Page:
Essentials: Gbagada Express favours cohesion over progression.
On Boj's latest effort, Gbagada Express, cohesion is favoured over progression, features are extensive and expectations need to be measured.
Popularly regarded as a key part in the process that helped the alte brand emerge as more than a subgenre of Nigerian Afrobeats, Boj’s transitions over the years from purveyor of an obscure, derived sound to the Nigerian underground music industry’s trusted hookman have been well documented through his projects. On his latest effort, cohesion is favoured over progression, features are extensive and expectations need to be measured. With three projects under his belt: #BOTM, #BOTM Deluxe, and 2017’s Magic, Gbagada Express is his fourth album in his decade long career.
While many might expect Boj’s stature in the industry to be more pronounced considering his impact in the nascent stages of the Alte scene and modern Afropop’s global push, it also bears consideration that one has to step up to claim their spot, an action more than a few acts from the era are guilty of not doing enough. Afrobeats' recent global dominance means it is the genre on multiple lips and with that comes certain concessions but also a number of standards that must not only be set but rigorously followed. The opinion that Afrobeats’ colourful and flamboyant nature is key to the genre’s success is flawed and has been disproved due to performances from acts such as Tems, Wizkid (particularly on Made In Lagos) and Burna Boy. The world is ready for brilliant interpretations of the genre as long as they present originality, believability and show clear progression, traits that seem to be sorely lacking on Boj’s Gbagada Express.
With 20 features in total, Boj effectively drowns himself out on more than half of the project. An eclectic blend of unexpected names as well as pleasant surprises populated the roster: Wizkid, Fireboy DML, Shaybo, Buju, Fresh L, Darkovibes, Pretty Boy D-O, Kofi Jamar, Joey B, Moliy, Melissa, Teezee, Enny, Victony, Amaarae, Zamir, Davido, Mr Eazi, Obongjayar and Tiwa Savage. The exhaustive list of features denotes the exact sentiment most listeners might experience on a first listen. On a project that largely feels like it should be named “Featuring Boj”, the crooner’s lack of identity is haunting. For an act credited with birthing an entire subgenre and the cultural impact that entails, certain decisions taken on this album call his artistry into question.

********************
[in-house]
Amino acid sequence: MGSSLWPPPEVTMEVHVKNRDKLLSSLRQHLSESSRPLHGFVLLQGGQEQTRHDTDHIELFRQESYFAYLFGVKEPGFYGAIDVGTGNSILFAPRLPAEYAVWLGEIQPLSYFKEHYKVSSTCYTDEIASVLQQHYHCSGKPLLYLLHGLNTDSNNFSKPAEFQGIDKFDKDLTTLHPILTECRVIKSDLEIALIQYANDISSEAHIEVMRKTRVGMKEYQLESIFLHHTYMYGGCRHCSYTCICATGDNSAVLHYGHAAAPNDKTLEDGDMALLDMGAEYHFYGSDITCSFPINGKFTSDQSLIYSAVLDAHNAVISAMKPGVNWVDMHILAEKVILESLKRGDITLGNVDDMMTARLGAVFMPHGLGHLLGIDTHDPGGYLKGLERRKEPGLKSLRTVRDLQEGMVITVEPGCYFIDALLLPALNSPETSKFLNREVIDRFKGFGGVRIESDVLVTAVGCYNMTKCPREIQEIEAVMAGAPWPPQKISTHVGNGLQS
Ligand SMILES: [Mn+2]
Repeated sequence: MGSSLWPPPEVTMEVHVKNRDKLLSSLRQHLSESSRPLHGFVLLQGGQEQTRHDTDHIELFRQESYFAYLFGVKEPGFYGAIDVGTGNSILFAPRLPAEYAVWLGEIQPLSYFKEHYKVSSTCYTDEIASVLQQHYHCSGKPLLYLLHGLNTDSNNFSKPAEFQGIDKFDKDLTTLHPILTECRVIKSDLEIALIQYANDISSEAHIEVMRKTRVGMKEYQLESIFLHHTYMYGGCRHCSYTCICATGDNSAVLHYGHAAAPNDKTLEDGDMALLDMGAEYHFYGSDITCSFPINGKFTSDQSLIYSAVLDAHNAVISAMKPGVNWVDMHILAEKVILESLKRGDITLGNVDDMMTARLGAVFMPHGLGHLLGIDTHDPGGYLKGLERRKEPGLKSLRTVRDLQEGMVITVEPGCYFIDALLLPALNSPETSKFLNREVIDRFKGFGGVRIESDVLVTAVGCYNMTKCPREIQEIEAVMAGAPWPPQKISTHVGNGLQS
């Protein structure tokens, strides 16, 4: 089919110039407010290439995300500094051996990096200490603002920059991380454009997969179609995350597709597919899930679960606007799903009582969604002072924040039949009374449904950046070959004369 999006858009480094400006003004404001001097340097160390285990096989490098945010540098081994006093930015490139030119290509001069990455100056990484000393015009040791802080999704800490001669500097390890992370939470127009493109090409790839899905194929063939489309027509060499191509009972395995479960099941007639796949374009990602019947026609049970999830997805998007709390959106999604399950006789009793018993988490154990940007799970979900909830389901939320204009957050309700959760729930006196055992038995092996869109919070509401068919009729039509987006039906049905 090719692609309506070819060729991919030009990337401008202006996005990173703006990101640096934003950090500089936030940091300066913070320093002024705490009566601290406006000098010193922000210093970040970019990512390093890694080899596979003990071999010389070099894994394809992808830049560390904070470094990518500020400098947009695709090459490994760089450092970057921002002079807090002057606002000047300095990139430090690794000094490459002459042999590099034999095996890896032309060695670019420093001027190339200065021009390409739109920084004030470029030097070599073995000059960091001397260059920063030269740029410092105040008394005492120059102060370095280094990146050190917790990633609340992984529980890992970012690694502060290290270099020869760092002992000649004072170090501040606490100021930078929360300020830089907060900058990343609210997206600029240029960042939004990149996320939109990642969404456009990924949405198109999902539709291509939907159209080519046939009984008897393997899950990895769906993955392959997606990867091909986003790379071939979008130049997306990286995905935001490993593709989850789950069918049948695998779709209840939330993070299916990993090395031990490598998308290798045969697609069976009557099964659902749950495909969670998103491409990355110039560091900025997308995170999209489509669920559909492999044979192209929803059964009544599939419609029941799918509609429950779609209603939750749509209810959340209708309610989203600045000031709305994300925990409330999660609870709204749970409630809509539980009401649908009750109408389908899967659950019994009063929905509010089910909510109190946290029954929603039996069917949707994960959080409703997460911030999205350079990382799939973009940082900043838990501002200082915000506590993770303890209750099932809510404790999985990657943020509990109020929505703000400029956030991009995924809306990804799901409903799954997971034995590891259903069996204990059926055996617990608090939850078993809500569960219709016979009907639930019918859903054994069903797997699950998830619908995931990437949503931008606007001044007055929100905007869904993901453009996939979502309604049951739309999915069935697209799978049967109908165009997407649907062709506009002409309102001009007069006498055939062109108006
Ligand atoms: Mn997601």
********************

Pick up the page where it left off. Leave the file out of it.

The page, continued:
Wizkid’s appearance is perhaps the most atrocious. Gracing the record “Awolowo'' (three years post-release) with a hook and verse, the already crowded single (which originally featured Darko Vibes and Kwesi Arthur) suffers from the added weight of Wizkid’s star power instead of being buoyed by his success. However, a round figure is better than an odd one, 19 features would have been just as bad.
While it might seem excessive to hold onto the feature list as proof of regression, context is important to explain why this spells a dark turn for the singer-songwriter. For comparison, DJ Khaled’s Khaled Khaled has only seven more features than Gbagada Express, at least 20 minutes added to the runtime and repeats at least two of the artists. DJ Khaled’s inspirational monologues and third-person yells are his only vocal contributions.
It is clear enough testament to Boj’s vocal prowess that so many of his contemporaries consider him a strong enough character to consistently touch base, he needs to see the same prowess in himself if he is to level up, however. Dabbling between his trans-UK background and his Nigerian roots, Gbagada Express is perhaps Boj at his most well-rounded, and that might be the issue. All of the album’s production is complementary to his once unique blend of Palm Wine-esque Afropop, however since that album exited its first iteration, it feels like there have not been any worthwhile updates.